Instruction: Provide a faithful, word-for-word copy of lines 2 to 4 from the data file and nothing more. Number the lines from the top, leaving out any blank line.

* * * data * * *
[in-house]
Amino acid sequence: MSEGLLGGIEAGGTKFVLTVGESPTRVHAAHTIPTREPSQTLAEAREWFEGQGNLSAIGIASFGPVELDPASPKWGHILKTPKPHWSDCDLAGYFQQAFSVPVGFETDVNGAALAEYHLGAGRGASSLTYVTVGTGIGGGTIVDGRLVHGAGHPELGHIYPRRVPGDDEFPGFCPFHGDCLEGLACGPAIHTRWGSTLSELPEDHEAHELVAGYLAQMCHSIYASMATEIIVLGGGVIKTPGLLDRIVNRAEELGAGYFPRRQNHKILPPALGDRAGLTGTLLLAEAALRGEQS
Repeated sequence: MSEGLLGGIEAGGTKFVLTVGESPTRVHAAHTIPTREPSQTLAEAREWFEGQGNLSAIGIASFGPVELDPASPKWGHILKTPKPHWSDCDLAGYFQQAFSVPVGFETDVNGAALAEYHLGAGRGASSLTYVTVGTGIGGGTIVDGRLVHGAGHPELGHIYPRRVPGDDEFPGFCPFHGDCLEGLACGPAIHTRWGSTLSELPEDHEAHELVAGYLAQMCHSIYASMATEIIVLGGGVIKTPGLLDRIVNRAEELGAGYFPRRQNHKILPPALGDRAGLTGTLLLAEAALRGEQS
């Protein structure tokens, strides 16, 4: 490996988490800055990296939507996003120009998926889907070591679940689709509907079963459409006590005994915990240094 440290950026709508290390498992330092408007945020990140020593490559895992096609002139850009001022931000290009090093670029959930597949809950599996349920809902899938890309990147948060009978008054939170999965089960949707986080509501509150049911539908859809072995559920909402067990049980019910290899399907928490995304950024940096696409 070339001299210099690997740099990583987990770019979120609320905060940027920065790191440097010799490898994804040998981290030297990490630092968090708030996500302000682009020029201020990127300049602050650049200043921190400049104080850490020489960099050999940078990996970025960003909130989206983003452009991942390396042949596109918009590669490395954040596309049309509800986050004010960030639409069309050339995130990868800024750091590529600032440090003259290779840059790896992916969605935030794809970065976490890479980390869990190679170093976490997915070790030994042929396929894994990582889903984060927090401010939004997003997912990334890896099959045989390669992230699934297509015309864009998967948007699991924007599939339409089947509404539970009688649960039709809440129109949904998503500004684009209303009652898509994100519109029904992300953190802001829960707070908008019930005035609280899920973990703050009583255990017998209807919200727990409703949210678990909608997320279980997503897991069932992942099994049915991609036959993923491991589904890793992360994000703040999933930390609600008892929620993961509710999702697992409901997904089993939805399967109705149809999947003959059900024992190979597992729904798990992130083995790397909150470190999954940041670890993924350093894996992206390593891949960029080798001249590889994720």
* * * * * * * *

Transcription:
Amino acid sequence: MSEGLLGGIEAGGTKFVLTVGESPTRVHAAHTIPTREPSQTLAEAREWFEGQGNLSAIGIASFGPVELDPASPKWGHILKTPKPHWSDCDLAGYFQQAFSVPVGFETDVNGAALAEYHLGAGRGASSLTYVTVGTGIGGGTIVDGRLVHGAGHPELGHIYPRRVPGDDEFPGFCPFHGDCLEGLACGPAIHTRWGSTLSELPEDHEAHELVAGYLAQMCHSIYASMATEIIVLGGGVIKTPGLLDRIVNRAEELGAGYFPRRQNHKILPPALGDRAGLTGTLLLAEAALRGEQS
Repeated sequence: MSEGLLGGIEAGGTKFVLTVGESPTRVHAAHTIPTREPSQTLAEAREWFEGQGNLSAIGIASFGPVELDPASPKWGHILKTPKPHWSDCDLAGYFQQAFSVPVGFETDVNGAALAEYHLGAGRGASSLTYVTVGTGIGGGTIVDGRLVHGAGHPELGHIYPRRVPGDDEFPGFCPFHGDCLEGLACGPAIHTRWGSTLSELPEDHEAHELVAGYLAQMCHSIYASMATEIIVLGGGVIKTPGLLDRIVNRAEELGAGYFPRRQNHKILPPALGDRAGLTGTLLLAEAALRGEQS
């Protein structure tokens, strides 16, 4: 490996988490800055990296939507996003120009998926889907070591679940689709509907079963459409006590005994915990240094 440290950026709508290390498992330092408007945020990140020593490559895992096609002139850009001022931000290009090093670029959930597949809950599996349920809902899938890309990147948060009978008054939170999965089960949707986080509501509150049911539908859809072995559920909402067990049980019910290899399907928490995304950024940096696409 070339001299210099690997740099990583987990770019979120609320905060940027920065790191440097010799490898994804040998981290030297990490630092968090708030996500302000682009020029201020990127300049602050650049200043921190400049104080850490020489960099050999940078990996970025960003909130989206983003452009991942390396042949596109918009590669490395954040596309049309509800986050004010960030639409069309050339995130990868800024750091590529600032440090003259290779840059790896992916969605935030794809970065976490890479980390869990190679170093976490997915070790030994042929396929894994990582889903984060927090401010939004997003997912990334890896099959045989390669992230699934297509015309864009998967948007699991924007599939339409089947509404539970009688649960039709809440129109949904998503500004684009209303009652898509994100519109029904992300953190802001829960707070908008019930005035609280899920973990703050009583255990017998209807919200727990409703949210678990909608997320279980997503897991069932992942099994049915991609036959993923491991589904890793992360994000703040999933930390609600008892929620993961509710999702697992409901997904089993939805399967109705149809999947003959059900024992190979597992729904798990992130083995790397909150470190999954940041670890993924350093894996992206390593891949960029080798001249590889994720």